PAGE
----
The New York Times went front-page today with a story on the worries surrounding fire preparedness in the bone-dry West. The story carries a San Diego dateline and includes this:

Here in San Diego, the city fire department has far fewer fire stations than experts say are needed and officials are bracing for another bad year.

The city has opened an additional fire station, plans over the next two years to clear the 1,190 acres of brush that abut housing developments and acquired a second water-dropping helicopter to arrive later in the summer. In addition, a county supervisor, Ron Roberts, has pushed the county to lease two “super scooper” firefighting planes for the fall as a stopgap.

But the city’s former fire chief, Jeff Bowman, has called the city and region woefully unprepared for another round of large blazes.

“There’s a lot of talk, but very little action,” Mr. Bowman said in an interview. “The city has done virtually nothing.”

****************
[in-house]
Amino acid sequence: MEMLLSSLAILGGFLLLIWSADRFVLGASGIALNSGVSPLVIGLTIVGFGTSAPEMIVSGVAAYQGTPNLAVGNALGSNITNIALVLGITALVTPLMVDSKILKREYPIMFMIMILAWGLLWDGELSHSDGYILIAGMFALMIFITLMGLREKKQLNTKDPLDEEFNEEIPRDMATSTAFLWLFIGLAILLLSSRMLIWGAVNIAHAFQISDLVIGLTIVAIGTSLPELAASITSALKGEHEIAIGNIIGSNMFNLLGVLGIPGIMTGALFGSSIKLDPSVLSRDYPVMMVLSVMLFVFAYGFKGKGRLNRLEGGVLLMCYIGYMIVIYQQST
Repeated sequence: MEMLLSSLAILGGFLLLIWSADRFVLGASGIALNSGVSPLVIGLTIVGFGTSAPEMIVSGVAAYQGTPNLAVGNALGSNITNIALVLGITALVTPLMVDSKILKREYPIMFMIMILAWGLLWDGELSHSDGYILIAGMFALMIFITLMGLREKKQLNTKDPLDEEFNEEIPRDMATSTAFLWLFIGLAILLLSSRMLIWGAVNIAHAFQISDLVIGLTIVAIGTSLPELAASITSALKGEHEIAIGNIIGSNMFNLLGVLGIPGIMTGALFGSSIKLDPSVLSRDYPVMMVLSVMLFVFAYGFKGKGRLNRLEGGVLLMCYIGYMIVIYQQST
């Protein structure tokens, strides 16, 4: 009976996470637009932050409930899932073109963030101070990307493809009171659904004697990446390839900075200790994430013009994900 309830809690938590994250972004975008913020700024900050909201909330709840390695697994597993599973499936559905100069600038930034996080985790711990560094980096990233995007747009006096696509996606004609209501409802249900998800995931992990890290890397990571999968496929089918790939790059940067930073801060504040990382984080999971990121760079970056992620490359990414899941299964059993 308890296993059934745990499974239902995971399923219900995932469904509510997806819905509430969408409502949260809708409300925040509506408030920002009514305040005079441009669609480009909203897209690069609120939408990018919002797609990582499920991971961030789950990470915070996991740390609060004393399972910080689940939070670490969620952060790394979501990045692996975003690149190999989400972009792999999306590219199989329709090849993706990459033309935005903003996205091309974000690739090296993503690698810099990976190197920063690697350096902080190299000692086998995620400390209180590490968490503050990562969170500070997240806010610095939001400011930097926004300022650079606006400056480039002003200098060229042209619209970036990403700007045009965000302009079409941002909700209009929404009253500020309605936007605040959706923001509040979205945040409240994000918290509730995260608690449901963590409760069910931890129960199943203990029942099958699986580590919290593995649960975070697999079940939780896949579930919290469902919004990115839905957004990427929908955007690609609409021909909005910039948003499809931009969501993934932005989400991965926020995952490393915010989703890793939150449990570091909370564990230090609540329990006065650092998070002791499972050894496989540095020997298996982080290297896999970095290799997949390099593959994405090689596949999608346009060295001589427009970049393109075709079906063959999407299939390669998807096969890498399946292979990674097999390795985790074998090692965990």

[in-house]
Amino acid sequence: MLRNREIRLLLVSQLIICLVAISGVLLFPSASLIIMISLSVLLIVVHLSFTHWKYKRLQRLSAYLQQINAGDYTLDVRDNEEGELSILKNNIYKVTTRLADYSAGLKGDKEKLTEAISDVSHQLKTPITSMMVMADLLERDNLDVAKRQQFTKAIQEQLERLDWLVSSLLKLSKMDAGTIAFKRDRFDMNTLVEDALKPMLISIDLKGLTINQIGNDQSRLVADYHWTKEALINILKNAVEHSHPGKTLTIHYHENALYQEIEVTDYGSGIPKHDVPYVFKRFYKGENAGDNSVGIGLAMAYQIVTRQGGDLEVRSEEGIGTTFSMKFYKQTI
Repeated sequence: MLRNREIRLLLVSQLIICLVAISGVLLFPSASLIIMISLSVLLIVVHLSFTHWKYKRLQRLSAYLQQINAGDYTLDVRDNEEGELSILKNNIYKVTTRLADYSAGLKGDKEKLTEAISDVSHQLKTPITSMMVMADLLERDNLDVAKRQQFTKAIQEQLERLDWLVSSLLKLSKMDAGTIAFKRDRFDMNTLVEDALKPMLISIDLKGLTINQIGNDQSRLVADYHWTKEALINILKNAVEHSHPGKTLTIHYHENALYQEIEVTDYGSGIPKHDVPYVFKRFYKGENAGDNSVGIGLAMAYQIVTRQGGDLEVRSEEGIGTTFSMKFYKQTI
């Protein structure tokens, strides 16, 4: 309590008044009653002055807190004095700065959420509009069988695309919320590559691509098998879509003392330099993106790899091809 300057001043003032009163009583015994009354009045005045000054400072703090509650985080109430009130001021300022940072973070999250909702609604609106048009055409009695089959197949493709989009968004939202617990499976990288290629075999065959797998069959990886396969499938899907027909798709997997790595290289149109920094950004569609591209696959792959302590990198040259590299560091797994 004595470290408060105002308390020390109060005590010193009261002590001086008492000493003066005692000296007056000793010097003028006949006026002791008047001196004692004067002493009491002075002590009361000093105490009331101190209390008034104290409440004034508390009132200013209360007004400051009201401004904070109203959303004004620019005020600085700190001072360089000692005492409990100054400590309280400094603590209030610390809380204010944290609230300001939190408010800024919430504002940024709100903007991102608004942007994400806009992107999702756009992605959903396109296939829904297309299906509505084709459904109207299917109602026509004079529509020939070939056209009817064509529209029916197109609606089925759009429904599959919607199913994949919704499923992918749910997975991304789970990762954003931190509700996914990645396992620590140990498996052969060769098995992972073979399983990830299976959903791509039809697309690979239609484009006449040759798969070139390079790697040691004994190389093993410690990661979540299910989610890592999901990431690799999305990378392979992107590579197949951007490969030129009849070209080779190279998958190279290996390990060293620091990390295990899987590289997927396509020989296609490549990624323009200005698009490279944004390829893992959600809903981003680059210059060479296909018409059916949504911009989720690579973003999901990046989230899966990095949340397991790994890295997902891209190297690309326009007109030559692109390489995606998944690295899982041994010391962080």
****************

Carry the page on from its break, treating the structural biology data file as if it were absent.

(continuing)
Outside experts have recommended 20 additional fire stations in the city, and elected leaders in the city and county increasingly agree that the only way to find a steady source of revenue for expanded fire protection is through taxes. But voters in the city have twice rejected the idea, and opposition to any tax has proved a particularly strong message for winning candidates here.

“This county is a cheap county,” Mayor Jerry Sanders of San Diego said. “I shouldn’t say cheap. It’s thrifty. And they have not been prone to raise taxes. That makes it pretty difficult.”

Tracy Jarman, the San Diego city fire chief, said residents must confront the reality that some homes built on the fringes of wild lands cannot be saved in a big fire. While cautiously optimistic that the additional aircraft and other measures will put the city on better footing in the event of another disaster, Ms. Jarman said, “We didn’t get here overnight; we’re not going to climb out of it overnight.”

That quote by the mayor jumped out at me, considering he has said he doesn’t yet support raising city taxes to help solve the city’s financial problems.

ANDREW DONOHUE

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